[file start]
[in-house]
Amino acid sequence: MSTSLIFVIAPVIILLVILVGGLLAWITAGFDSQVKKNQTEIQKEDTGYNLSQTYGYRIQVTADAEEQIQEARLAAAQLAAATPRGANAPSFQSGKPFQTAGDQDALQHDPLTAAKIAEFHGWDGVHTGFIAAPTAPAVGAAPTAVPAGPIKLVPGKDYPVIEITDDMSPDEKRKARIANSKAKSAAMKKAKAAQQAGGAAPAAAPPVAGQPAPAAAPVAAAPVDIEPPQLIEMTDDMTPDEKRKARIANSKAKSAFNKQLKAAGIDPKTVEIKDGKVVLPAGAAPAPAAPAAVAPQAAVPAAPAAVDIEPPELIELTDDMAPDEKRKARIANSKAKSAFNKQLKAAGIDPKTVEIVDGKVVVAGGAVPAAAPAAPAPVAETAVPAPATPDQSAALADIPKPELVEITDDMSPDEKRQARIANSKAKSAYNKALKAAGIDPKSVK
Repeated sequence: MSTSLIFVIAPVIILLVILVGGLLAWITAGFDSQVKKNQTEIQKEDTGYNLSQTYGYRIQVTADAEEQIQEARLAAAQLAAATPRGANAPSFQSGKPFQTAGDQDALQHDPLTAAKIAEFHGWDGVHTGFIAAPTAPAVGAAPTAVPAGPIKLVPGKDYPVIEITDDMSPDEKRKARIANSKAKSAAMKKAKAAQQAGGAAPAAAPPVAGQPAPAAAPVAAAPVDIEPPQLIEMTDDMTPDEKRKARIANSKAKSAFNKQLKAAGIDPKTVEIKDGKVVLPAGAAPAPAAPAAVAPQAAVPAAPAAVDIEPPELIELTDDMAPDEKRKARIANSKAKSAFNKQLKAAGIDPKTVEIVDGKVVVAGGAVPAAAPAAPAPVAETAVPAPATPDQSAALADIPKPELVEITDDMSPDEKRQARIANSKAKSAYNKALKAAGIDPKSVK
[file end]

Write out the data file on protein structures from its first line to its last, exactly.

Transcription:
[in-house]
Amino acid sequence: MSTSLIFVIAPVIILLVILVGGLLAWITAGFDSQVKKNQTEIQKEDTGYNLSQTYGYRIQVTADAEEQIQEARLAAAQLAAATPRGANAPSFQSGKPFQTAGDQDALQHDPLTAAKIAEFHGWDGVHTGFIAAPTAPAVGAAPTAVPAGPIKLVPGKDYPVIEITDDMSPDEKRKARIANSKAKSAAMKKAKAAQQAGGAAPAAAPPVAGQPAPAAAPVAAAPVDIEPPQLIEMTDDMTPDEKRKARIANSKAKSAFNKQLKAAGIDPKTVEIKDGKVVLPAGAAPAPAAPAAVAPQAAVPAAPAAVDIEPPELIELTDDMAPDEKRKARIANSKAKSAFNKQLKAAGIDPKTVEIVDGKVVVAGGAVPAAAPAAPAPVAETAVPAPATPDQSAALADIPKPELVEITDDMSPDEKRQARIANSKAKSAYNKALKAAGIDPKSVK
Repeated sequence: MSTSLIFVIAPVIILLVILVGGLLAWITAGFDSQVKKNQTEIQKEDTGYNLSQTYGYRIQVTADAEEQIQEARLAAAQLAAATPRGANAPSFQSGKPFQTAGDQDALQHDPLTAAKIAEFHGWDGVHTGFIAAPTAPAVGAAPTAVPAGPIKLVPGKDYPVIEITDDMSPDEKRKARIANSKAKSAAMKKAKAAQQAGGAAPAAAPPVAGQPAPAAAPVAAAPVDIEPPQLIEMTDDMTPDEKRKARIANSKAKSAFNKQLKAAGIDPKTVEIKDGKVVLPAGAAPAPAAPAAVAPQAAVPAAPAAVDIEPPELIELTDDMAPDEKRKARIANSKAKSAFNKQLKAAGIDPKTVEIVDGKVVVAGGAVPAAAPAAPAPVAETAVPAPATPDQSAALADIPKPELVEITDDMSPDEKRQARIANSKAKSAYNKALKAAGIDPKSVK